BECAUSE I AM THE MEMOIRIST, I am the principal player in the comedy that follows this preface, its groundwork, as Montaigne put it, but I am supported—if the groundwork of a book may said to be supported—by an able and eccentric cast.  Foremost amoung them are Albertine Gaudet, Matthew Barber, and B. W. Beath.

ALBERTINE GAUDET is my wife.  I have heard her referred to as my long-suffering wife.  She is sleeping beside me while I compose this paragraph in my head.  We met while we were in high school, shortly after I returned from a summer in New Mexico, winging back to Babbington in a small plane that I had built in the family garage.  She did not fall in love with me at first sight, though I was already in love with her before I met her, having seen her image in a drawing, admired her from afar, and listened to the praise of a friend who also loved her.  When we met, she was being pursued by a number of eager boys and young men who are all now, I venture, captains of industry and finance, assiduously plundering their employees’ retirement funds.  To make her mine, to get her to accept me as hers, I had to woo and win her, had to seduce and convince her.  I told her that I would take care of her, promised her a rich life, attempted to stand on my head to make her laugh, and told her that when we were together she would always have a piano.

MATTHEW BARBER was my high-school classmate.  I sometimes claim to have known him since we were boys in grammar school, but that’s not true.  Matthew was an enigma.  If I had been asked when I knew him whether he was the saddest boy I had ever known, I would have said that he was.  He seemed uniformly and predictably miserable, so much the very type of the pessimist that he would willingly endure being satirized as such.  To the humorous exchanges within our group he would even contribute an exaggerated note of gloom that never failed to get a laugh.  Not only has Matthew occupied me during my recent morning memoir hours, but he awakened me recently, in the middle of the night, as a player in a nightmare.  In the nightmare, I seemed to be a livery car driver or a taxi driver—
    “Taxi.  A taxi driver.”
    “Okay.  A taxi driver.”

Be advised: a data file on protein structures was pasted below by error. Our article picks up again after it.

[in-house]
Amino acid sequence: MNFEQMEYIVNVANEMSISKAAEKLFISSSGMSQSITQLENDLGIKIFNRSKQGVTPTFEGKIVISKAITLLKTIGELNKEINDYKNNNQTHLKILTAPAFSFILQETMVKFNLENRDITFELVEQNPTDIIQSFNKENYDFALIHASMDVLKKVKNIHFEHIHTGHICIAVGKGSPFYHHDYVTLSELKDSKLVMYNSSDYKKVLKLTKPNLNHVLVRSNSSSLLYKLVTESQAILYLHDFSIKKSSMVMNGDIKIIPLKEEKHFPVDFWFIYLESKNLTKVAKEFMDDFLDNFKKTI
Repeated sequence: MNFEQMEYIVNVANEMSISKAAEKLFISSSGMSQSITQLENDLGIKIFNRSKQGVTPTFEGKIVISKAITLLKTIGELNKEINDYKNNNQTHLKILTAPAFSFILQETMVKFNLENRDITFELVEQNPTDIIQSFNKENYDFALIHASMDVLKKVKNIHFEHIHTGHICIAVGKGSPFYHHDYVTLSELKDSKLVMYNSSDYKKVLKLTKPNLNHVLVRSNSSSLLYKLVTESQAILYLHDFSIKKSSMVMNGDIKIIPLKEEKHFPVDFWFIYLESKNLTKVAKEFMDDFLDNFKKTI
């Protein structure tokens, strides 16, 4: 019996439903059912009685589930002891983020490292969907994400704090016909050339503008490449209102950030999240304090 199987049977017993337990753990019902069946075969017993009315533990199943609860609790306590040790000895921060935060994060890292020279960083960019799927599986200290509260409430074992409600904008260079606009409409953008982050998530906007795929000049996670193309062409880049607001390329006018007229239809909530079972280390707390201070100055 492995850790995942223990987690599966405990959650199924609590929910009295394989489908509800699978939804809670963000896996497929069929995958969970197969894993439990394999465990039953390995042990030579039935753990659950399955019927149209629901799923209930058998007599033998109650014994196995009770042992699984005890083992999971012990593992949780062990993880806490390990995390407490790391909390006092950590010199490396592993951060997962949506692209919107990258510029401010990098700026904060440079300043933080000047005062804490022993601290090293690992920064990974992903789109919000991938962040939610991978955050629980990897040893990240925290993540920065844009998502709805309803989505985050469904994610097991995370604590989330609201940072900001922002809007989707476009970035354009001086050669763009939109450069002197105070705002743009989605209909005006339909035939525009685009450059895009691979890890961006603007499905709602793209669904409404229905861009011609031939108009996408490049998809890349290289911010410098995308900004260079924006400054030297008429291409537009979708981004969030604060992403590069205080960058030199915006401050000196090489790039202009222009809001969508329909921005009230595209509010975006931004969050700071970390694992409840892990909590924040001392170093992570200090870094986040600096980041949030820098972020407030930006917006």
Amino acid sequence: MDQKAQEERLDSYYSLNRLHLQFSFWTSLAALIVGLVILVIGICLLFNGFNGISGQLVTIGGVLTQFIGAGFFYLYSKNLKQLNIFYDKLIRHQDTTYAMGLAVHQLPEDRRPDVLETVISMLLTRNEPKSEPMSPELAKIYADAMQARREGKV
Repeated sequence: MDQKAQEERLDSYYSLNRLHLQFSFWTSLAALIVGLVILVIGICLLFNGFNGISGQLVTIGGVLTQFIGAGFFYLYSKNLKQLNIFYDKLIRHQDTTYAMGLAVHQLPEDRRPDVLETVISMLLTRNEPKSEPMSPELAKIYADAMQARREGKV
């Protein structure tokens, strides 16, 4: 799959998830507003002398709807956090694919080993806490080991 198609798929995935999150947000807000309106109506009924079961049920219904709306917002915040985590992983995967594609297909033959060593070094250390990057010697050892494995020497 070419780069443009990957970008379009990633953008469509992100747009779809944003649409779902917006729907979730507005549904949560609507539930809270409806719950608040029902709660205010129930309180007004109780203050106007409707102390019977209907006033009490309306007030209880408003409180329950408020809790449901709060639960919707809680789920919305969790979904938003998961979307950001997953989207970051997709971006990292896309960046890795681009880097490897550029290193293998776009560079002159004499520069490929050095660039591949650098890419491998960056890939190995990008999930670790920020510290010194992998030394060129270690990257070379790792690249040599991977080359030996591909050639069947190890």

In the dream—nightmare—I was driving an unruly group of kids, rich and arrogant kids, and one middle-aged man who resembled Matthew.
    “Resembled Matthew?  Was Matthew.  This happened to me.  You were not the driver.  Believe me, you were not the driver.  Let me tell it—”
    “All right, I will let you tell it.”
    “Oh, thank you very much.  Will you please get that tone out of your voice?”
    “That tone of compassionate understanding.”
    “I’m sorry.  It’s just that I feel—”
    “Sorry for me?”
    “Why?  I don’t ask for it.  I don’t want it.  Why do you have to feel sorry for me?”
    “Because I think that you are what I might have become if I hadn’t met Albertine, hadn’t wooed her, hadn’t won her.”

BERTRAM W. BEATH is what Matthew might have become if he hadn’t had a conscience. 
    “That, I think, is not entirely fair.”
    “Be my guest.”
    “It is not that I haven’t a conscience; it is simply that I own the secret to striding through the world as its master—I take that back—as if I were its master, which is enough—the master of its knocks and slights, the disappointments and offenses that eventually get the best of most of the people I see, turning them into fearful cowards who no longer think to master the world but only hope to make it through the next day without looking too foolish, suffering too greatly, or losing too badly.”
    “And what is that secret?”

STRUCTURALLY, this book is arranged to mimic a mistaken memory.  Many years ago, I found in a library a book called Oysters and All About Them.  I was fascinated by the information in the book, but its organization intrigued me even more.  The author, John R. Philpots, had first produced a slim volume with its title making the extravagant claim of completeness.  Not long after the book had been released into the world, its readers hastened to point out to Philpots how very far short of “all about them” his book fell.  No slacker, Philpots got to work on a second revised edition.  In it, he included the entire first edition, unaltered, but he wrapped that edition between an extensive preface describing the responses of readers and an extensive set of appendices in which he corrected errors and expanded the information he had originally provided.  He sent the second revised edition into the world, and it met a fate like that of its precursor.  Readers flooded Philpots with letters correcting and enlarging what they had found in the second edition.  So, Philpots produced a third, assembling it in the same way he had assembled the second.  At its center was the entire second edition (and at the center of that was the entire first edition, remember) wrapped within a preface and appendices.  The edition I found in the libary was, as I recall, the fourth or fifth.  It was a fat volume, the result of Philpots’s adding successive layers of text in each edition, as an oyster adds layers and layers of nacre on the irritating grain of sand that is the inspiration for its oyster.  The full title of this edition was Oysters and All About Them: being a complete history of the titular subject, exhaustive on all points of necessary and curious information from the earliest writers to those of the present time, with numerous additions, facts, and notes.